Copied from our December 2020 Public Sector Journal
Ka whangaia, ka tupu, ka puawai – That which is nurtured grows, then blossoms
I recently attended a hui where the participants were asked for their “why”. Why were they participating? Why were they giving up their time and their energy? What did they hope to achieve from being part of the emergent kaupapa. Each person recorded their thoughts in silence. Virtually to a person, the answer was a variation on “my mokopuna”, “my grandchildren”, or even “my mokopuna’s mokopuna”. This is the essence of stewardship – supporting and taking decisions that will improve the wellbeing of our mokopuna and the world we leave to them.
This year has the potential to be a “watershed year” – a year that alters the course of the decades, events, and lives that follow. A “watershed” is an area of high land, like a ridge, that divides two or more river systems. All the water on one side of the watershed flows into one river system while the water on the other side of the ridge flows into a different river system. COVID-19 has presented the “team of 5 million” with an opportunity to reset and reimagine and to flow one way or the other. But in what direction? What future are we creating? What do we want to take with us into 2021 and beyond, and what do we want to leave on the other side of the divide? What do we New Zealanders want to nurture and grow for us and our mokopuna?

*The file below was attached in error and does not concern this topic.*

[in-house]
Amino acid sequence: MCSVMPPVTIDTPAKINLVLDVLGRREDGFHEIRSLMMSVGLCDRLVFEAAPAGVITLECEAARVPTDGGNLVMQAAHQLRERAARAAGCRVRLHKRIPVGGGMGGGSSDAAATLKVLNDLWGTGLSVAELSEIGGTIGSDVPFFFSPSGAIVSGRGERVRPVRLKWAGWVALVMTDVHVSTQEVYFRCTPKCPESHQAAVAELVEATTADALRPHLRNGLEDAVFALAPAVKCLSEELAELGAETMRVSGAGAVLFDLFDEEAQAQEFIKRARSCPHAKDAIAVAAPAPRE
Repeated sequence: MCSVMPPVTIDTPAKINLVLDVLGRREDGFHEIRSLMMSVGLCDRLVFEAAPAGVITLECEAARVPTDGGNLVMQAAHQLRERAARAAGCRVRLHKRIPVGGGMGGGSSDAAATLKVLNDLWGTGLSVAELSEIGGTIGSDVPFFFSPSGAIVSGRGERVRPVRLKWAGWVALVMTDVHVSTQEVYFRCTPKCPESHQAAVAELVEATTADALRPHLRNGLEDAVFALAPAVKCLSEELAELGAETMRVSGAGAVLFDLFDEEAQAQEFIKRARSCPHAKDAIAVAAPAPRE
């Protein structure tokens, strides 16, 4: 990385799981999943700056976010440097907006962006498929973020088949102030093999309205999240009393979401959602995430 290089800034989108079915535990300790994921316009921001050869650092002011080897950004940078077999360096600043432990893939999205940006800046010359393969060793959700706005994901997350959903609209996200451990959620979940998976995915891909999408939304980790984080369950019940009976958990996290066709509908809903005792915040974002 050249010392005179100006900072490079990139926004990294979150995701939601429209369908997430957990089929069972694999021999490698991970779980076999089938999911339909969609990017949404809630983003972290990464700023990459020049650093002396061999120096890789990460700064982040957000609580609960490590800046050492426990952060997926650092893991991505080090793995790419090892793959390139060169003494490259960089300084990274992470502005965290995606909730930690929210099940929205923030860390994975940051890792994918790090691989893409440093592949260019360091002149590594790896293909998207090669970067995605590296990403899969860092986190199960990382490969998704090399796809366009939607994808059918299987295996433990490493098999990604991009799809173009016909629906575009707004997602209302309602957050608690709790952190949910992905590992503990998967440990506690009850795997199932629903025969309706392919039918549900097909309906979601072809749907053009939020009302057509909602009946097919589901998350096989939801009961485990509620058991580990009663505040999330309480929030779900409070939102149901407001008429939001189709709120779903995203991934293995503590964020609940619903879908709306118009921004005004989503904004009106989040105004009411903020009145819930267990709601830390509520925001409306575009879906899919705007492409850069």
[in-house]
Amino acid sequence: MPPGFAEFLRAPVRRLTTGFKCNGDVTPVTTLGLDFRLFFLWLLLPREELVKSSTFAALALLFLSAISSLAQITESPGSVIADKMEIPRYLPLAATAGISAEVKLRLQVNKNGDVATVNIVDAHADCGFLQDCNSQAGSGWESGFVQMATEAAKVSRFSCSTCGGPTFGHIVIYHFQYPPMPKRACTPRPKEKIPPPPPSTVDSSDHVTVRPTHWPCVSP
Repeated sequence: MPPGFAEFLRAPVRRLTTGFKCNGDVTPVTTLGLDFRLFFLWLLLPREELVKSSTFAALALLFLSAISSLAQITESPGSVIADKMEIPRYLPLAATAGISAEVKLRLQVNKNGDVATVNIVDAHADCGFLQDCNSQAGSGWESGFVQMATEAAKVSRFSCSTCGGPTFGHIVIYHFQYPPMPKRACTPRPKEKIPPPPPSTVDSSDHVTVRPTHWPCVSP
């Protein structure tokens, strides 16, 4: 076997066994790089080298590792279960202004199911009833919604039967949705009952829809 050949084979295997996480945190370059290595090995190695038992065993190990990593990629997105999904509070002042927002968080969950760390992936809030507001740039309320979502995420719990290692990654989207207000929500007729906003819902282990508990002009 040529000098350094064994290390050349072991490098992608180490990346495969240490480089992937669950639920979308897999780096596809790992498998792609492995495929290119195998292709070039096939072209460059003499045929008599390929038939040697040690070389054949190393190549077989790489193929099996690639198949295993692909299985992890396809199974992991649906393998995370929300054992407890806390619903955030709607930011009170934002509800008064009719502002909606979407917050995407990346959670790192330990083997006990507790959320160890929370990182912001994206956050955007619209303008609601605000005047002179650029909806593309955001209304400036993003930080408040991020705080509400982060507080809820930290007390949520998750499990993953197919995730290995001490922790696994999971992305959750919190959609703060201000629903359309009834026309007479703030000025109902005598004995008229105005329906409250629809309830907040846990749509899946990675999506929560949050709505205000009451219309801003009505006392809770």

In this journal, we explore the concept of stewardship from a variety of different perspectives. We also continue our focus on one of the New Zealand public sector’s most critical and challenging stewardship opportunities. That is to support the Crown, Māori, and Aotearoa New Zealand as a whole to unlock the true potential of Te Tiriti o Waitangi for improved outcomes for all. The Tiriti-based models described in this journal illustrate what can be achieved where communities are trusted and where power is shared. Unfortunately, the authorising environments that allowed new yet ancient ways of working to flourish during our COVID response are already starting to dissipate as the bureaucracy – Crown and Māori – begins to “return to normal”. This must not be allowed to happen. Now is our opportunity to understand, steward, nurture, and grow these new arrangements – for us and our mokopuna.
Liz MacPherson, President of IPANZ